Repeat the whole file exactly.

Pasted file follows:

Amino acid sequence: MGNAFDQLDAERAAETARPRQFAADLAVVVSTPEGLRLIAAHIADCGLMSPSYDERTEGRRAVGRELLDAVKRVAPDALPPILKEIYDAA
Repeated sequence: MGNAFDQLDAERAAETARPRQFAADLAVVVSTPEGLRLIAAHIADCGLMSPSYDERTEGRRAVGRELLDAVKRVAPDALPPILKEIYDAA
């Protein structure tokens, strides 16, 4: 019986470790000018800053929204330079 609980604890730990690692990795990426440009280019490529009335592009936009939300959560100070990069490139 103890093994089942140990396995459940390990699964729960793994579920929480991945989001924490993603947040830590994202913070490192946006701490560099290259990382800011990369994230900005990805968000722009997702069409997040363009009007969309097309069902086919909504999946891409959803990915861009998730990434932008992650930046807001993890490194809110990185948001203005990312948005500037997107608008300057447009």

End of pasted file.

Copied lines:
Amino acid sequence: MGNAFDQLDAERAAETARPRQFAADLAVVVSTPEGLRLIAAHIADCGLMSPSYDERTEGRRAVGRELLDAVKRVAPDALPPILKEIYDAA
Repeated sequence: MGNAFDQLDAERAAETARPRQFAADLAVVVSTPEGLRLIAAHIADCGLMSPSYDERTEGRRAVGRELLDAVKRVAPDALPPILKEIYDAA
């Protein structure tokens, strides 16, 4: 019986470790000018800053929204330079 609980604890730990690692990795990426440009280019490529009335592009936009939300959560100070990069490139 103890093994089942140990396995459940390990699964729960793994579920929480991945989001924490993603947040830590994202913070490192946006701490560099290259990382800011990369994230900005990805968000722009997702069409997040363009009007969309097309069902086919909504999946891409959803990915861009998730990434932008992650930046807001993890490194809110990185948001203005990312948005500037997107608008300057447009």